Can Reader’s Digest Make the Digital Leap?

Reader’s Digest is betting the future can be print and digital. Your grandmother’s favorite publication is upping its frequency from 10 to 12 issues a year while at the same time pouring more resources into making the digital leap.

Reader’s Digest has struggled recently. Two years ago, the company decreased its circulation from 8 million to 5.5 million and cut back from 12 issues a year to 10. Last quarter, its revenue was $291 million, down 22.5 percent from the same time period the year before. Standard & Poor’s downgraded the company recently.

The move to expand frequency flies in the face of industry trends, as titles like Women’s Day, Brides and Spin have all cut back issue production in the last year.

Reader’s Digest also has expansion plans online. According to ComScore, the site got 2 million uniques in August 2012, up significantly from 923,000 in 2011. The company has revamped its infrastructure, fixing significant search issues and started using all of its platforms to drive traffic back to the site, particularly the magazine and social. Starting next year, it’s also increasing its tablet  editions.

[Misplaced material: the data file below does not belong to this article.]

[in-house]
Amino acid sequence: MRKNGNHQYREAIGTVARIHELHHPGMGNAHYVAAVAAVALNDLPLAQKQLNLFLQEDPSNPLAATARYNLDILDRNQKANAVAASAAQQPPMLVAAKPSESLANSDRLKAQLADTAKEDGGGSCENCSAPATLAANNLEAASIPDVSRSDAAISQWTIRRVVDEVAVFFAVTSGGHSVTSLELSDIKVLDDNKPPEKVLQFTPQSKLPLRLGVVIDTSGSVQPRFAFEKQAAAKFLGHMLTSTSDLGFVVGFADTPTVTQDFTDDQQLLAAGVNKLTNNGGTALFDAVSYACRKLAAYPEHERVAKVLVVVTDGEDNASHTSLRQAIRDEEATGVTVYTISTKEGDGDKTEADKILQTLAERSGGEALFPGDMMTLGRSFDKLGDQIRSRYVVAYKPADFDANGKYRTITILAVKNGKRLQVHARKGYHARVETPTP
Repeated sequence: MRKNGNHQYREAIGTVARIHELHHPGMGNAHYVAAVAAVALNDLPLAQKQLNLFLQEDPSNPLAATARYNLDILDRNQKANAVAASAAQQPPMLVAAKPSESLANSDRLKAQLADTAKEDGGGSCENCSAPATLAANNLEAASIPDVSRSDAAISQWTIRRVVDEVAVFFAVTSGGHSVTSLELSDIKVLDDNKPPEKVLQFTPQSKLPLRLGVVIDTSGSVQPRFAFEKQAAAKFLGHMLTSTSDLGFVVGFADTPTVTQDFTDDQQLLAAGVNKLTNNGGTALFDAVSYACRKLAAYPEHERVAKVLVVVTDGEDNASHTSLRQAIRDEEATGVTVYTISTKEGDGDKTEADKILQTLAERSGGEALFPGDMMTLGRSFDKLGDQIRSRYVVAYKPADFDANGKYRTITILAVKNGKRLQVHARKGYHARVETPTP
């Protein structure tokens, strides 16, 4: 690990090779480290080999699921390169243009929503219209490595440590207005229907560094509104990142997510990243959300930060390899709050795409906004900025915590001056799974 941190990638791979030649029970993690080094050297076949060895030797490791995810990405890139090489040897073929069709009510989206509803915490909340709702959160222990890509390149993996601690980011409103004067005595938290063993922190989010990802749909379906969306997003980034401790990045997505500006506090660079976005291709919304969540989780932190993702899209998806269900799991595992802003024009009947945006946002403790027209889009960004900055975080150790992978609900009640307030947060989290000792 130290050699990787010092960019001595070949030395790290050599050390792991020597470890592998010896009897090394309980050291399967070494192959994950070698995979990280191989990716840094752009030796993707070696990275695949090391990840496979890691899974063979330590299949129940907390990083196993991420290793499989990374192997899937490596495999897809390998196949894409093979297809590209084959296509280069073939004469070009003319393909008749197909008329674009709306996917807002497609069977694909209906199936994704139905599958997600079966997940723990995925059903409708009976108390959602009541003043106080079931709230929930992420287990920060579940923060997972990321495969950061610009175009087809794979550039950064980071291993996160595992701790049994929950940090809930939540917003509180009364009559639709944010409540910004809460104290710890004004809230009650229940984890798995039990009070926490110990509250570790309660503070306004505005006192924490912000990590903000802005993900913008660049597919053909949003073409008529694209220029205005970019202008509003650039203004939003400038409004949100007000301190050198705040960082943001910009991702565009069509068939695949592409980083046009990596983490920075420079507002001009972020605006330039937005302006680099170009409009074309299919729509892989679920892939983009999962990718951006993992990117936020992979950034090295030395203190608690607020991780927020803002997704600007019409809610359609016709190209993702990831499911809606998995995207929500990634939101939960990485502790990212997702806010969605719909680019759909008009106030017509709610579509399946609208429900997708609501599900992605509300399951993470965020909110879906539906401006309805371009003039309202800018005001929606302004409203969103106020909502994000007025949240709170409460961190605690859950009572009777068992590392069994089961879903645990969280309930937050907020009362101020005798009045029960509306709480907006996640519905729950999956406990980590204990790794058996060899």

“Like every publisher, we’re looking to put our content everywhere it can be looked at,” said Marilynn Jacobs, vp and gm at Reader’s Digest. “We’re following consumer demand. This is driven by demand on platforms and our readers being incredibly vocal, saying, ‘I want a monthly issue in print and digital.’”

The 90-year-old general interest publication is different from many titles. For one, it’s audience is far older. Nearly half of its audience is over 55. That doesn’t mean the Web isn’t important, however, as half the U.S. population over 65 is now online.

The bet at Reader’s Digest is it doesn’t have to choose print or Web. Both are important to its audience. Mark Josephson, vp and chief sales officer for Reader’s Digest, says that both the increase of digital content and issues per year is not a band-aid, but a long-term strategy, fully recognizing that with added issues comes added costs.

“Going up in frequency is a significant investment and serving content across print and digital is an investment,” Josephson said. “It goes back to trying to do what’s right for the customer and knowing, based on the traction we’re seeing on the digital growth and advertising, this is the right decision long-term,” Josephson said.

Thumbnail image via Shutterstock

More in Media

Publisher execs talk AI licensing deals, new applications for AI in latest earnings calls

Publicly-traded media companies touted new deals with generative AI tech companies and other new applications for the technology in their Q1 2024 earnings calls.

Transparency shift: CMOs navigate new norms in agency profit models

Many CMOs seem to be okay with their agencies finding new ways to increase margins, as long as the process is transparent, or at least openly acknowledges a lack of transparency.

Media Briefing: Publishers’ Q1 earnings show promise, but also room for improvement

Publishers’ Q1 earnings show some promise in the digital ad market.